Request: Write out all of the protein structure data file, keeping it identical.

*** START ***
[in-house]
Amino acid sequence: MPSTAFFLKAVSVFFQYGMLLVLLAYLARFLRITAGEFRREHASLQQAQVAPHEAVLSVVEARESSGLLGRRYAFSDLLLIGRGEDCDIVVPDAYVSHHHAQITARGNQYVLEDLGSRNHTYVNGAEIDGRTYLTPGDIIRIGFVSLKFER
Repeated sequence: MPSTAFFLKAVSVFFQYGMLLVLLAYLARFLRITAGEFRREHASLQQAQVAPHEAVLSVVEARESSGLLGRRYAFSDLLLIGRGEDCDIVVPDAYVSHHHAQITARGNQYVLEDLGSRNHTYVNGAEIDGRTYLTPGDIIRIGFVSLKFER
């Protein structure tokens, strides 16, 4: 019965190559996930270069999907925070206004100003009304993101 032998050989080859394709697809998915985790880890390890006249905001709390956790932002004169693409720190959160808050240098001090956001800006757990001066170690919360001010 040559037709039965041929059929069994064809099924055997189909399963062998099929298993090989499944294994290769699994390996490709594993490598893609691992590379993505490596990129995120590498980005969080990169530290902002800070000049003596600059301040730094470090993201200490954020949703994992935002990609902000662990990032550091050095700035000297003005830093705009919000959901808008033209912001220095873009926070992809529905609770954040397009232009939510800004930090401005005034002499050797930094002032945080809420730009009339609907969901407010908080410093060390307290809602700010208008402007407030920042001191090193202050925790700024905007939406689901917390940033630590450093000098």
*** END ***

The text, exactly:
[in-house]
Amino acid sequence: MPSTAFFLKAVSVFFQYGMLLVLLAYLARFLRITAGEFRREHASLQQAQVAPHEAVLSVVEARESSGLLGRRYAFSDLLLIGRGEDCDIVVPDAYVSHHHAQITARGNQYVLEDLGSRNHTYVNGAEIDGRTYLTPGDIIRIGFVSLKFER
Repeated sequence: MPSTAFFLKAVSVFFQYGMLLVLLAYLARFLRITAGEFRREHASLQQAQVAPHEAVLSVVEARESSGLLGRRYAFSDLLLIGRGEDCDIVVPDAYVSHHHAQITARGNQYVLEDLGSRNHTYVNGAEIDGRTYLTPGDIIRIGFVSLKFER
């Protein structure tokens, strides 16, 4: 019965190559996930270069999907925070206004100003009304993101 032998050989080859394709697809998915985790880890390890006249905001709390956790932002004169693409720190959160808050240098001090956001800006757990001066170690919360001010 040559037709039965041929059929069994064809099924055997189909399963062998099929298993090989499944294994290769699994390996490709594993490598893609691992590379993505490596990129995120590498980005969080990169530290902002800070000049003596600059301040730094470090993201200490954020949703994992935002990609902000662990990032550091050095700035000297003005830093705009919000959901808008033209912001220095873009926070992809529905609770954040397009232009939510800004930090401005005034002499050797930094002032945080809420730009009339609907969901407010908080410093060390307290809602700010208008402007407030920042001191090193202050925790700024905007939406689901917390940033630590450093000098």